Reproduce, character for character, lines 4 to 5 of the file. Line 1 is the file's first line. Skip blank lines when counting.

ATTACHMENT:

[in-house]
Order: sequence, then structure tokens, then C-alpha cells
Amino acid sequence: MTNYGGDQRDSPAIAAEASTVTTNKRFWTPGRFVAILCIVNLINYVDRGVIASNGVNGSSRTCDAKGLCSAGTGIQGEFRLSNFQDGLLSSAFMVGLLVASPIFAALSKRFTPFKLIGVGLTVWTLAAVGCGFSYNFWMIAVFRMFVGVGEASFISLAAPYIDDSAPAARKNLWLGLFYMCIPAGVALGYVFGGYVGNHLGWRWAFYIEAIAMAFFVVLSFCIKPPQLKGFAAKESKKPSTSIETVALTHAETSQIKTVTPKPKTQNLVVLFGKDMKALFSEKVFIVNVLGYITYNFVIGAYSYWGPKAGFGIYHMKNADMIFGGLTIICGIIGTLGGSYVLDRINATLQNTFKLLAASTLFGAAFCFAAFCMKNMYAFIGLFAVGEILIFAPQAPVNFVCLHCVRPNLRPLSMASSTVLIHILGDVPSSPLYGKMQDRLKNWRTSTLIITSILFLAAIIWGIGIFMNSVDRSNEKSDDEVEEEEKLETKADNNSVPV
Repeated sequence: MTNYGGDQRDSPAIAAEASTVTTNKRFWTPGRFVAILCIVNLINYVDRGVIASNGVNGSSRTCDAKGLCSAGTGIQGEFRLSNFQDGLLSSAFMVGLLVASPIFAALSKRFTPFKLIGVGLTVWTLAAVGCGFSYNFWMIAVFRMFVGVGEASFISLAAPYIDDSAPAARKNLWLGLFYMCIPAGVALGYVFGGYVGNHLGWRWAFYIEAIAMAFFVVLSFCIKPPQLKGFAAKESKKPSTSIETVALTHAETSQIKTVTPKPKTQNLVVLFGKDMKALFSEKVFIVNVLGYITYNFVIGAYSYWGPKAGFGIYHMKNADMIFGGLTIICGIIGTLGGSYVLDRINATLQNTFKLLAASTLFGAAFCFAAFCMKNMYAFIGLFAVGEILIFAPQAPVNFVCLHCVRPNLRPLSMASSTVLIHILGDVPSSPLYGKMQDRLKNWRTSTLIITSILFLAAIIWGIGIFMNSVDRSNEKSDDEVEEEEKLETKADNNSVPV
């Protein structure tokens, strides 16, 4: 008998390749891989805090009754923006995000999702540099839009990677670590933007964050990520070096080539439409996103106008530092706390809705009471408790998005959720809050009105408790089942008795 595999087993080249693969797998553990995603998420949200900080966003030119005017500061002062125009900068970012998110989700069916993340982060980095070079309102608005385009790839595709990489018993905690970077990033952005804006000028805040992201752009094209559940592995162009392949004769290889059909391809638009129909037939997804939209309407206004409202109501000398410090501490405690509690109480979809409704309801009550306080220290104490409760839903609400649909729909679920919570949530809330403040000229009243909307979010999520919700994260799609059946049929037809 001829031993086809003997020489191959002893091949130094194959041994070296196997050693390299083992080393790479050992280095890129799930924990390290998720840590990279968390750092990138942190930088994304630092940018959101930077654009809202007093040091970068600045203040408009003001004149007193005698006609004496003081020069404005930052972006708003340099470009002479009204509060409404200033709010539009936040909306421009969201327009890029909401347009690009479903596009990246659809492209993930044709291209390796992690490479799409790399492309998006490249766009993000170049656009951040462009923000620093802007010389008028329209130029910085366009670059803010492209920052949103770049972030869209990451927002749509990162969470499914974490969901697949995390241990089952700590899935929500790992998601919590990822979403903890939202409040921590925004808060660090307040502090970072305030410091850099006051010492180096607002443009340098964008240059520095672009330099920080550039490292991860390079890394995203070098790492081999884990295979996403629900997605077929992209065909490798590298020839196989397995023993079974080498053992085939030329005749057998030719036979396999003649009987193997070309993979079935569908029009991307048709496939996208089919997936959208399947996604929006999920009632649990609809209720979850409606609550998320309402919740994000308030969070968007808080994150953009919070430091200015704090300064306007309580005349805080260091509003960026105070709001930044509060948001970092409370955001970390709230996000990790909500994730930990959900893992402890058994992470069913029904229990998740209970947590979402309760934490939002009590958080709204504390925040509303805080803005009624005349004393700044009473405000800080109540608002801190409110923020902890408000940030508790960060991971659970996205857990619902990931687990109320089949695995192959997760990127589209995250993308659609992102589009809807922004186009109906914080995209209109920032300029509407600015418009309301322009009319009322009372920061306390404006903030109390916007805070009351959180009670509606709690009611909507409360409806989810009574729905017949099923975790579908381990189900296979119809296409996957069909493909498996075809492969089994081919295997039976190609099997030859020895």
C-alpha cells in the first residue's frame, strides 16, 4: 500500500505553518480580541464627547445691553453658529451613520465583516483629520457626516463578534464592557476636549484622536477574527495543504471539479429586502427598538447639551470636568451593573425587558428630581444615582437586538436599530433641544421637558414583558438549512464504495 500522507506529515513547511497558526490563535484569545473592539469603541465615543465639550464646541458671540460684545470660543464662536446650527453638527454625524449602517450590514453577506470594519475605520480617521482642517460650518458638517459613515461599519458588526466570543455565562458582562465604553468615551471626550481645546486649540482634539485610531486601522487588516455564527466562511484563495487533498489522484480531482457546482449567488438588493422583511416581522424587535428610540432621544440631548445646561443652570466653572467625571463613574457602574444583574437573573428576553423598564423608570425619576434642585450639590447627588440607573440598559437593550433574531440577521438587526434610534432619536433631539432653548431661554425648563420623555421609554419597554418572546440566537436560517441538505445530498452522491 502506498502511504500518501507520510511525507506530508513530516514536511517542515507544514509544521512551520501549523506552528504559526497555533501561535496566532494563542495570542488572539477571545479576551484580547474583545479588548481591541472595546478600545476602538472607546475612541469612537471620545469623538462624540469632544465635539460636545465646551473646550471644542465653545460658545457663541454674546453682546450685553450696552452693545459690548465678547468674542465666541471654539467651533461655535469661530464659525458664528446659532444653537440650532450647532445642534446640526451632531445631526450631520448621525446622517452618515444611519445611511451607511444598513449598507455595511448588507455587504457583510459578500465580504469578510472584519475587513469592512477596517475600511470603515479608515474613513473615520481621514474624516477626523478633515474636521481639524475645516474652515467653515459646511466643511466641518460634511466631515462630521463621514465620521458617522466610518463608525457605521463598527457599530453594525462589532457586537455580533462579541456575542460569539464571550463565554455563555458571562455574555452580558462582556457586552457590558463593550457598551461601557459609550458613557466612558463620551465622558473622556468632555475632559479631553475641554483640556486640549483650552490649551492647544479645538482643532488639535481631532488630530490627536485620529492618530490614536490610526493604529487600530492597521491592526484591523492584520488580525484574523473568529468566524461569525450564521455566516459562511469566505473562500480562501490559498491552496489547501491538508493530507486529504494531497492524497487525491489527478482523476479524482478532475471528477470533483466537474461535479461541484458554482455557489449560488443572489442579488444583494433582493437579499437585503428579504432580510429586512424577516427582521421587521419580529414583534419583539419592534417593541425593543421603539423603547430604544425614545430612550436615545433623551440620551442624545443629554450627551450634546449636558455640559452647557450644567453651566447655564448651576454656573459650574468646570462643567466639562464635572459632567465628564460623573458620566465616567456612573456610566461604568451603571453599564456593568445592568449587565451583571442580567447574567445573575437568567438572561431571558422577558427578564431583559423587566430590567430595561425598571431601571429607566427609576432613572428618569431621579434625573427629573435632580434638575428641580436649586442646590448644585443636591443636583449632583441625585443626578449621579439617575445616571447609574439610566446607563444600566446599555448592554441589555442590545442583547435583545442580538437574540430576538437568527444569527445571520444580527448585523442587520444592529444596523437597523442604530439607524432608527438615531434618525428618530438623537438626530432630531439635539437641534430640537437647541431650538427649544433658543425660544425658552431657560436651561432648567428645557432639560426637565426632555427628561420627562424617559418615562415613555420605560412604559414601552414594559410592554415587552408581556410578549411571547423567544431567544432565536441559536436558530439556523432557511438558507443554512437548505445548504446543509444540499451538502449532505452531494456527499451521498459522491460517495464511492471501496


Repeated sequence: MTNYGGDQRDSPAIAAEASTVTTNKRFWTPGRFVAILCIVNLINYVDRGVIASNGVNGSSRTCDAKGLCSAGTGIQGEFRLSNFQDGLLSSAFMVGLLVASPIFAALSKRFTPFKLIGVGLTVWTLAAVGCGFSYNFWMIAVFRMFVGVGEASFISLAAPYIDDSAPAARKNLWLGLFYMCIPAGVALGYVFGGYVGNHLGWRWAFYIEAIAMAFFVVLSFCIKPPQLKGFAAKESKKPSTSIETVALTHAETSQIKTVTPKPKTQNLVVLFGKDMKALFSEKVFIVNVLGYITYNFVIGAYSYWGPKAGFGIYHMKNADMIFGGLTIICGIIGTLGGSYVLDRINATLQNTFKLLAASTLFGAAFCFAAFCMKNMYAFIGLFAVGEILIFAPQAPVNFVCLHCVRPNLRPLSMASSTVLIHILGDVPSSPLYGKMQDRLKNWRTSTLIITSILFLAAIIWGIGIFMNSVDRSNEKSDDEVEEEEKLETKADNNSVPV
């Protein structure tokens, strides 16, 4: 008998390749891989805090009754923006995000999702540099839009990677670590933007964050990520070096080539439409996103106008530092706390809705009471408790998005959720809050009105408790089942008795 595999087993080249693969797998553990995603998420949200900080966003030119005017500061002062125009900068970012998110989700069916993340982060980095070079309102608005385009790839595709990489018993905690970077990033952005804006000028805040992201752009094209559940592995162009392949004769290889059909391809638009129909037939997804939209309407206004409202109501000398410090501490405690509690109480979809409704309801009550306080220290104490409760839903609400649909729909679920919570949530809330403040000229009243909307979010999520919700994260799609059946049929037809 001829031993086809003997020489191959002893091949130094194959041994070296196997050693390299083992080393790479050992280095890129799930924990390290998720840590990279968390750092990138942190930088994304630092940018959101930077654009809202007093040091970068600045203040408009003001004149007193005698006609004496003081020069404005930052972006708003340099470009002479009204509060409404200033709010539009936040909306421009969201327009890029909401347009690009479903596009990246659809492209993930044709291209390796992690490479799409790399492309998006490249766009993000170049656009951040462009923000620093802007010389008028329209130029910085366009670059803010492209920052949103770049972030869209990451927002749509990162969470499914974490969901697949995390241990089952700590899935929500790992998601919590990822979403903890939202409040921590925004808060660090307040502090970072305030410091850099006051010492180096607002443009340098964008240059520095672009330099920080550039490292991860390079890394995203070098790492081999884990295979996403629900997605077929992209065909490798590298020839196989397995023993079974080498053992085939030329005749057998030719036979396999003649009987193997070309993979079935569908029009991307048709496939996208089919997936959208399947996604929006999920009632649990609809209720979850409606609550998320309402919740994000308030969070968007808080994150953009919070430091200015704090300064306007309580005349805080260091509003960026105070709001930044509060948001970092409370955001970390709230996000990790909500994730930990959900893992402890058994992470069913029904229990998740209970947590979402309760934490939002009590958080709204504390925040509303805080803005009624005349004393700044009473405000800080109540608002801190409110923020902890408000940030508790960060991971659970996205857990619902990931687990109320089949695995192959997760990127589209995250993308659609992102589009809807922004186009109906914080995209209109920032300029509407600015418009309301322009009319009322009372920061306390404006903030109390916007805070009351959180009670509606709690009611909507409360409806989810009574729905017949099923975790579908381990189900296979119809296409996957069909493909498996075809492969089994081919295997039976190609099997030859020895």